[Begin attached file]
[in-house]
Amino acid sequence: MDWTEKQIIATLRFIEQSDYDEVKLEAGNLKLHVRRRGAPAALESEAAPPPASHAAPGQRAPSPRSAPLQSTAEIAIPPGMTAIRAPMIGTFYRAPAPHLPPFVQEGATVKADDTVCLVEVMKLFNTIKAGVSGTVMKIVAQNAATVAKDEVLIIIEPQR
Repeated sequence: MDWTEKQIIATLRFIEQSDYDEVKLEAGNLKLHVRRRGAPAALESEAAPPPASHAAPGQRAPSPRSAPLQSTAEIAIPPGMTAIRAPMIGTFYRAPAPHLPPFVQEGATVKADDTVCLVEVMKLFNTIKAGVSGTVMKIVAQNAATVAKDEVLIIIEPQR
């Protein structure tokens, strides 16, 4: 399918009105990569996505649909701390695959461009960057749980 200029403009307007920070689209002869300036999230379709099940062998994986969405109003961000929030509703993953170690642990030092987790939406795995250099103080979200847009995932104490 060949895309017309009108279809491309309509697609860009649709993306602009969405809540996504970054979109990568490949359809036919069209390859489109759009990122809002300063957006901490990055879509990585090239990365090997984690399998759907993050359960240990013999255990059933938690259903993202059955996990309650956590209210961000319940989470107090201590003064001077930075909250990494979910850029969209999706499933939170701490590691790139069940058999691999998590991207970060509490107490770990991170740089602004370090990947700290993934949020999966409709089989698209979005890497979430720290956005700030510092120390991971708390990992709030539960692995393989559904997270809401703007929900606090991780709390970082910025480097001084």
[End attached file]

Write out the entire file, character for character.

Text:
[in-house]
Amino acid sequence: MDWTEKQIIATLRFIEQSDYDEVKLEAGNLKLHVRRRGAPAALESEAAPPPASHAAPGQRAPSPRSAPLQSTAEIAIPPGMTAIRAPMIGTFYRAPAPHLPPFVQEGATVKADDTVCLVEVMKLFNTIKAGVSGTVMKIVAQNAATVAKDEVLIIIEPQR
Repeated sequence: MDWTEKQIIATLRFIEQSDYDEVKLEAGNLKLHVRRRGAPAALESEAAPPPASHAAPGQRAPSPRSAPLQSTAEIAIPPGMTAIRAPMIGTFYRAPAPHLPPFVQEGATVKADDTVCLVEVMKLFNTIKAGVSGTVMKIVAQNAATVAKDEVLIIIEPQR
């Protein structure tokens, strides 16, 4: 399918009105990569996505649909701390695959461009960057749980 200029403009307007920070689209002869300036999230379709099940062998994986969405109003961000929030509703993953170690642990030092987790939406795995250099103080979200847009995932104490 060949895309017309009108279809491309309509697609860009649709993306602009969405809540996504970054979109990568490949359809036919069209390859489109759009990122809002300063957006901490990055879509990585090239990365090997984690399998759907993050359960240990013999255990059933938690259903993202059955996990309650956590209210961000319940989470107090201590003064001077930075909250990494979910850029969209999706499933939170701490590691790139069940058999691999998590991207970060509490107490770990991170740089602004370090990947700290993934949020999966409709089989698209979005890497979430720290956005700030510092120390991971708390990992709030539960692995393989559904997270809401703007929900606090991780709390970082910025480097001084």